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Rock Creek Trail Runner Tom Sell confesses to use of PEDs. Sort of.

In this day and age it has become commonplace for athletes to step forward with confessions of sins and transgressions. I am going to follow suit and admit to my use of PEDs over the past two years to improve my trail running. Yes, I am admitting that I have used Performance Enhancing Dogs to become a better runner. As with any athlete, I never saw myself using dogs to improve my running but it just happened and now I am addicted to running with my dogs.

The following is a first-hand account into of how I traveled down the path to using dogs to improve and some guidelines to help you safely run with your dogs.

To people who know me really well, it will not come as a shock that I grew up not liking dogs. I was not raised in a home that had dogs as pets and I was never around them. When I was ten years old I was bitten in the face by a neighbor’s dog. The dog lunged up and caught me below the eye and literally took an entire chunk out of my lip.

I ended up with fifteen stitches or so with the majority of the stitches on the inside of my lip. The next thirty years of my life I continued a non-relationship with all dogs, never petting one let alone owning one.

This all changed when one day my girlfriend, Angie (I am not from Notre Dame and she is very real and very alive) announced she wanted a dog. Angie had the polar opposite upbringing of me always having had a dog. She had recently lost her black lab Dixie, who was stolen out of her yard. I have a very vivid recollection of our conversation about dogs.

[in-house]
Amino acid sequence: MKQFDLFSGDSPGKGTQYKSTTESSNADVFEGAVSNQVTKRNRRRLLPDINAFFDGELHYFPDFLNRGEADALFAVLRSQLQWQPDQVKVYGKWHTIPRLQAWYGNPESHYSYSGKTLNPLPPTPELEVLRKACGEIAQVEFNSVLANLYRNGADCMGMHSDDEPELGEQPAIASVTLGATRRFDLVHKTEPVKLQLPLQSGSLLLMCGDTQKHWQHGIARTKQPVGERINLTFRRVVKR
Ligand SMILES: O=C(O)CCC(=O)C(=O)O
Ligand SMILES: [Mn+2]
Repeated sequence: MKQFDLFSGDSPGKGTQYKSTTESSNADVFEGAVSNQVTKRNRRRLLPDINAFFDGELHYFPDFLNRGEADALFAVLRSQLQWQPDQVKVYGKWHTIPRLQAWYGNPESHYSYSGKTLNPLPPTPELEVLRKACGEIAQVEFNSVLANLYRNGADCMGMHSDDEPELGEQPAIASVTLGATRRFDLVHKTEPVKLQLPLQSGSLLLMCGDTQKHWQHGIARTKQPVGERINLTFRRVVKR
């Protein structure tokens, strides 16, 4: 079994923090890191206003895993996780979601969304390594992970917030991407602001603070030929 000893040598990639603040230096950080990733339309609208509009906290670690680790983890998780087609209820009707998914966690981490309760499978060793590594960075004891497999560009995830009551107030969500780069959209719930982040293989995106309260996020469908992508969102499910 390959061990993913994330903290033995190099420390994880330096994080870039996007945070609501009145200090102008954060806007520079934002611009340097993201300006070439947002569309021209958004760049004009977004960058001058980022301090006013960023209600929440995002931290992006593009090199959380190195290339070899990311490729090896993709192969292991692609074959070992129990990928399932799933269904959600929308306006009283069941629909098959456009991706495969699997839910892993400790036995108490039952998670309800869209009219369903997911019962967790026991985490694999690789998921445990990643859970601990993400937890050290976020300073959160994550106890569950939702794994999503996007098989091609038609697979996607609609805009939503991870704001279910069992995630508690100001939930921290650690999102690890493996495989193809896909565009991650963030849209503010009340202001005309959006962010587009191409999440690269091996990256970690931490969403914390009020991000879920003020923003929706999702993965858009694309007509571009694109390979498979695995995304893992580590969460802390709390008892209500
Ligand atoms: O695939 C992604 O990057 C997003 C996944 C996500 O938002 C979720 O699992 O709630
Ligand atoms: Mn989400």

Angie: “I want a dog.”
Me: “No, you don’t need a dog they smell, shed, cost money and are generally a pain in the ass.”
Angie: “I want a dog and I am going to get a dog so get ready.”
Me: “Ok — whatever.”

I secretly hoped that this would pass and she would either quit looking or would not find one. No such luck as she informed me one afternoon that she had found a dog on Craigslist and was on her way over to my house for us to meet. Great I thought-she got a smelly dog. I was not happy about this, but I knew it was important to Angie to have a dog so I had to be a good boyfriend and try to tolerate this dog the best I could. Angie soon arrived and brought “The Dog.” I was sitting by my fire pit enjoying a nice cold beverage when “The Dog” came running up to greet me. I reminded myself to be “open-minded” as she approached.

The first thing “The Dog” did when she came over was she picked up an empty beverage bottle and gently handed it to me. I am not sure what she meant by this gesture but I was quickly endeared to her sweet nature. I soon learned “The Dogs” name was Molly and she was an eighteen month old yellow Labrador retriever. Molly was purchased as a present for a young boy who quickly lost interest. Molly had to exist on a ten by ten concrete slab outside, under a porch with little exercise or human interaction.

Over the course of the next few weeks Molly totally changed and reversed my forty years of thinking. She was so sweet and just wanted to please us. I had never understood people treating dogs like children and now I was one of them. I bought her toys, treats and would take her everywhere I could.

Angie adjusted Molly’s food and I began taking her on short trail runs. I had never run with a dog before and the first few runs were tough on both of us. Molly seemed to think she was in the Iditarod and thought I was the sled. She was so strong and powerful and would drag me for two or three miles before tiring out. We eventually got used to each other and I got to the point where I could let her off the leash. She would run just a little ahead of me and would come back to my side when we encountered others on the trail.

Molly eventually slimmed down and could easily do fifteen miles on the trail with no problem. She loved to run trails and got really excited when she would see me pull out my trail shoes. More importantly, Molly became a family member that just loved to be around people especially the kids. She loved me but if I started wrestling around with the kids she became protective of them and would nip at me. She was awesome.